By Ninette Cheng
Northwest Asian Weekly
Boeing’s relationship with Vietnam is probably most often thought of in terms of aerospace, but education is a philanthropic issue for the company as well. Last month, Gov. Chris Gregoire paid a visit to one of the newest primary schools funded by Boeing and constructed by East Meets West (EMW) foundation.
Since 2006, Boeing has participated in the funding of 17 primary schools in Vietnam. The aerospace manufacturer and top Washington employer works with a number of non-governmental organizations (NGOs) including EMW, the Vietnam Veterans of America Foundation (WAF), and the Global Community Services Foundation (GCSF) to build schools across 12 provinces.
“This originated from a commitment to Prime Minister Van Khai in 2004 to do projects as part of the Boeing community efforts in Vietnam,” said Miles Kotay, Boeing’s communications manager for Asia. “After considering several alternatives, Boeing found a need commensurate with our values and social responsibility initiatives.”
Most recently, Gregoire traveled to Thua Thien Hue for the latest school opening. The governor spoke of the hope that some of the students would join the other 1,200 Vietnamese students in Washington in the future.
The newest primary school features fully furnished classrooms, a UV water treatment system, modern bathrooms, landscaping, gates, fences, a paved pathway, and day-long school sessions.
Jack Bernard, EMW’s development director for Vietnam, is based part-time out of Seattle and part-time out of Saigon. His job is to explore the fundraising potential for EMW including its Vietnamese schools.
“The original agreement [for Boeing] was undoubtedly tied to the sale of airplanes to Vietnam Airlines. However, Boeing has been an extremely good corporate citizen in Vietnam, contributing significantly to disaster relief as well as this school construction program,” he said.
EMW and Boeing have collaboratively built eight schools in Vietnam.
“The relationship is not exclusive; it is competitive,” Barnard said. “Other NGOs also compete for the construction contract.”
Boeing has built 10 schools with EMW, five with WAF, and two with GCSF.
“Boeing selects projects based on a number of criteria. One of their concerns surrounds geographical equity so that the schools are evenly distributed around the country,” he said.
Whereas Boeing is involved in the funding, EMW works on construction of the schools.
“One aspect of our work is school construction, but we also have education projects that involve pre-school and early education programs, teacher training, and scholarships for students from families in the lowest 10% of the economic spectrum,” Bernard said.
Boeing and EMW focus on building schools in rural areas where the needs are the greatest, Kotay said.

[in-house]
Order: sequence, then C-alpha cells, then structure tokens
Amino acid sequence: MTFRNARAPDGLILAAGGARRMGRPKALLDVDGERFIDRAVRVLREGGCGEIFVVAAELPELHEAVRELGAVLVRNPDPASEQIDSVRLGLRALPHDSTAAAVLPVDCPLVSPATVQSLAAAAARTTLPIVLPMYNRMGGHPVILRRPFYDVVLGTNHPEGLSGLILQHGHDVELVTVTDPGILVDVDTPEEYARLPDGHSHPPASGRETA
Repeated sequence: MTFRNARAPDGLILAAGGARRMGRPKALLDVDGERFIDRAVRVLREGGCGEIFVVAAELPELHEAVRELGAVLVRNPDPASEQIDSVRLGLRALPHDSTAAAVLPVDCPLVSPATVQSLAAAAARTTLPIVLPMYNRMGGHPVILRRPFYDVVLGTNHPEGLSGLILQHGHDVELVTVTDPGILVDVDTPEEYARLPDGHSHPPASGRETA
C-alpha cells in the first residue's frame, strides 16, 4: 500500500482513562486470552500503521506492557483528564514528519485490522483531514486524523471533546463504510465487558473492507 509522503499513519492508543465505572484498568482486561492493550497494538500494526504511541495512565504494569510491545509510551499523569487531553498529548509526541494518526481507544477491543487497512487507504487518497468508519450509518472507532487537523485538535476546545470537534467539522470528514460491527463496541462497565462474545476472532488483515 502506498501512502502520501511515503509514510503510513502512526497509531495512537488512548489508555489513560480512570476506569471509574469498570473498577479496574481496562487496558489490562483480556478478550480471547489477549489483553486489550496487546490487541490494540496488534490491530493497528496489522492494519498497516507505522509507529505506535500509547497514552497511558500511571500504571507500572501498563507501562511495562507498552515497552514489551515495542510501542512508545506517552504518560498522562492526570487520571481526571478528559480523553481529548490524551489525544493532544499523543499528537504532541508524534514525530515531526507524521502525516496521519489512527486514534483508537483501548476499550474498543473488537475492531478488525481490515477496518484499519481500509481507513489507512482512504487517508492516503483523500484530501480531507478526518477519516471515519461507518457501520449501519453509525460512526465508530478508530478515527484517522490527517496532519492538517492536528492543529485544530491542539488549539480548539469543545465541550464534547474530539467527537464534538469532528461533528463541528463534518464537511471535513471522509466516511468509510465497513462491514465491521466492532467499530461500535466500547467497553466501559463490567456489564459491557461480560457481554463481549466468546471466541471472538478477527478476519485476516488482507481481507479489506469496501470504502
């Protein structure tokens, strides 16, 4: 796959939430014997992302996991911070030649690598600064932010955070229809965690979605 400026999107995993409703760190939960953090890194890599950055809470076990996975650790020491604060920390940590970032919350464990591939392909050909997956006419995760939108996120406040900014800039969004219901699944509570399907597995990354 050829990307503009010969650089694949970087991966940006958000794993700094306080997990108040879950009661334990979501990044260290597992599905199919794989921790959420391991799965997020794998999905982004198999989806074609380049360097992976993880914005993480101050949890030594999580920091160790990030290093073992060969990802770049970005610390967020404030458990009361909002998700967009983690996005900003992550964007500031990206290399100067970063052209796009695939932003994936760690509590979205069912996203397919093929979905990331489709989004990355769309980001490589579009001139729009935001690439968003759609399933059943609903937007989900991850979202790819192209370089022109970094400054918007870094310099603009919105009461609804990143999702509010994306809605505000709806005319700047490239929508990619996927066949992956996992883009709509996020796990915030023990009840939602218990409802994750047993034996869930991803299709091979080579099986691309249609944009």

“Our work in this area is seen as necessary because the government does not have the resources to satisfy the need for schools and kindergartens at this time, although improvements in this area are being made as the Vietnamese economy continues to grow at a rapid rate,” Bernard said.
A priority for the schools is clean water sanitation systems. Many of the villages have no other source of clean water.
“We construct clean water and sanitation systems for existing schools and provide, in some instances, personal hygiene training for teachers and students at those schools,” Bernard said.
“[The schools] have often become the social center of the community and a source of fresh water because they have a water filtration system,” Kotay said.
Building schools in a foreign country has not been easy. The project has come with significant challenges concerning money, ethics, and weather.
“Finding enough money to underwrite these projects is always the biggest challenge,” Bernard said.
“Government bureaucratic red tape is also a challenge, but EMW has been doing business here for a long time and we have established credibility wherever we have had programs and projects.
“Also, it is important in the beginning to make it clear that the organization is honorable and has ethical standards so that there is an understanding that no bribes will be paid,” Bernard continued. “Some organizations think that this is part of the system, but EMW is respected for maintaining ethical standards.”
At the end of the day, Barnard hopes the schools will make a long-term contribution to the community.
“The goal for all of our programs is sustainability,” he said. “When we build a school or a clean water system or provide machines for a neo-natal ward, we turn the completed project over to the local community.”
Kotay, like Gov. Gregoire, hopes to see the students in the United States someday.
“Hopefully someday, children from these schools will grow up to design, build, fly, maintain Boeing airplanes, maybe come to Seattle to help us design the next great airplane.” ♦
Ninette Cheng can be reached at email@example.com.